Last week this tweet went viral.
Which led to this headline on The Independent's indy100 site, which repeated the central claim as fact – and quickly became the most viral election story of the whole week.
And it's not the only one! Many of the most widely shared election stories of the past week have been about the same idea – that an increase in the number of people between 18 and 24 voting could be enough to swing the election. "It's official: The more young people that vote the more likely the Tories are to LOSE", wrote The London Economic blog, while The Canary had "Students just blew the general election wide open with one hell of a shock for Theresa May".
Because we had nothing better to do, we decided to see if it was actually true. How many more 18- to 24-year-olds would need to vote to swing the election? Let's DO SOME MATHS!
Let's start with some basic numbers.
To keep this simple, we'll use the results from the 2015 election as our guide. (That's actually a bit generous to Labour's chances, as the Conservatives are currently polling much better than they did in 2015, but let's run with it.) How different would that election have looked if 18–24 turnout had been higher?
Overall, the Conservatives got a total of 11.3 million votes to Labour's 9.3 million – a deficit for Labour of slightly under 2 million votes. Now obviously, UK elections aren't decided by who gets most votes nationally. But it's a good place to start.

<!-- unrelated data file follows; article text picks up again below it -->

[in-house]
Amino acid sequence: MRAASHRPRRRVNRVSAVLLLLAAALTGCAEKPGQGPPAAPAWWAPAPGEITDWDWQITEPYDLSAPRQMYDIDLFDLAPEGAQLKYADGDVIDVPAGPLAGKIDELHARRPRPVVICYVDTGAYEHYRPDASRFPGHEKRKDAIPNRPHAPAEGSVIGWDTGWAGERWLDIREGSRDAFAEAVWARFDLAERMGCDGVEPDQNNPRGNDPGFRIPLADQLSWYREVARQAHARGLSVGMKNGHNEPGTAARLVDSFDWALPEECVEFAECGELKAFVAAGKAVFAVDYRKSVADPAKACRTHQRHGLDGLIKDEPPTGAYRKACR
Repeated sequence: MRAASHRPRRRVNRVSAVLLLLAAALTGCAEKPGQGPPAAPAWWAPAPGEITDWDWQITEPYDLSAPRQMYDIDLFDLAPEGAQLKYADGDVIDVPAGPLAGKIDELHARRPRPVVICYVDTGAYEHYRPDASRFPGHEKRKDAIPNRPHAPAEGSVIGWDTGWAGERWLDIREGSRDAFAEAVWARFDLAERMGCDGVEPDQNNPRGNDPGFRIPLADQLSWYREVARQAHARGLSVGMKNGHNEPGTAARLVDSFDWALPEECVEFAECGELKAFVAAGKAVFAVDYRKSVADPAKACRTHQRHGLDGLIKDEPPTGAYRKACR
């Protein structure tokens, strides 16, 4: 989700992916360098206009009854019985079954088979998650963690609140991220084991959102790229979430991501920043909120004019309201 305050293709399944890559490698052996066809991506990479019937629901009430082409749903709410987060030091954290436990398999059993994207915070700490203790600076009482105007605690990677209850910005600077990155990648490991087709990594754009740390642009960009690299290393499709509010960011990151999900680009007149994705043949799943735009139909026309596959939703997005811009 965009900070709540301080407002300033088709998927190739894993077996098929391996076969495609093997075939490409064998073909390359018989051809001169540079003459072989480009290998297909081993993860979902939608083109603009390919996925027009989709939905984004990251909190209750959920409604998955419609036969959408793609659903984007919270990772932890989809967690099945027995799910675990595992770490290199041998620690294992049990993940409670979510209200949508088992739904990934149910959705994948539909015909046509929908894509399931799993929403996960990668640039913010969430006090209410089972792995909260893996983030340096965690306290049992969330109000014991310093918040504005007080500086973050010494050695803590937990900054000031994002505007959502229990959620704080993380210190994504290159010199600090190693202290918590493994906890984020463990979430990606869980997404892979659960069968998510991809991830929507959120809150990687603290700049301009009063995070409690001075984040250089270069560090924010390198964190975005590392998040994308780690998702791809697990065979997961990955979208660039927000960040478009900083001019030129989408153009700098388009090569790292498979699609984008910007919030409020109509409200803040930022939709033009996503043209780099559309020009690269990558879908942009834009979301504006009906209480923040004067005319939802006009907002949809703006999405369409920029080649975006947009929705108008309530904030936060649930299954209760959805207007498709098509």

So, how many people under 25 didn't vote?
In mid-2015, when the last election was held, there were 5,878,472 people aged 18 to 24 in the UK, according to estimates from the Office for National Statistics. Let's remove Northern Ireland from that (where Labour don't have candidates, so you can't vote for them). That gives us slightly over 5.7 million potential voters aged under 25.
Polling firm Ipsos estimated in its large post-2015 election study that the turnout rate of people aged 18–24 was 43% in 2015. This means that roughly 2.45 million people of that age voted, while 3.25 million didn't. That's a lot of non-voters.
It's also the lowest turnout of any age group, by quite a long way.
Old people are super into voting!
But those who did vote in 2015 went strongly for Labour.
And of course, they wouldn't all vote Labour.
In fact, to overturn the Tory lead in 2015, you'd have needed a turnout among under-25s of, er...261%.
Okay, you're thinking, but what if those non-voters don't split the same way as voters did? What if they're much more likely to prefer Labour?
A survey for the Higher Education Policy Institute showed students backing Labour by 55% to just 18% for the Tories, with 93% of them registered to vote – both big increases on previous elections. That's the basis for quite a lot of the stories about how students could have a big shock in store for Theresa May.
Okay, setting aside the point that undergraduate students aren't necessarily representative of all young people, let's chuck those numbers in and see what pops out. If 55% of young people voted Labour, with 18% going to the Conservatives, and turnout was an unprecedented-in-literally-any-general-election-ever 93%, Labour...would still come up 931,000 votes short.
The better news for Labour is that on these figures, you'd only need 138% of all the young people in the country to vote in order to win the popular vote.
Or to put it another way, even at that wildly unrealistic 93% turnout, under-25s would need to split for Labour over the Tories by 85% to 15% for Labour to change the result. Whichever way you cut it, bluntly: It's not happening.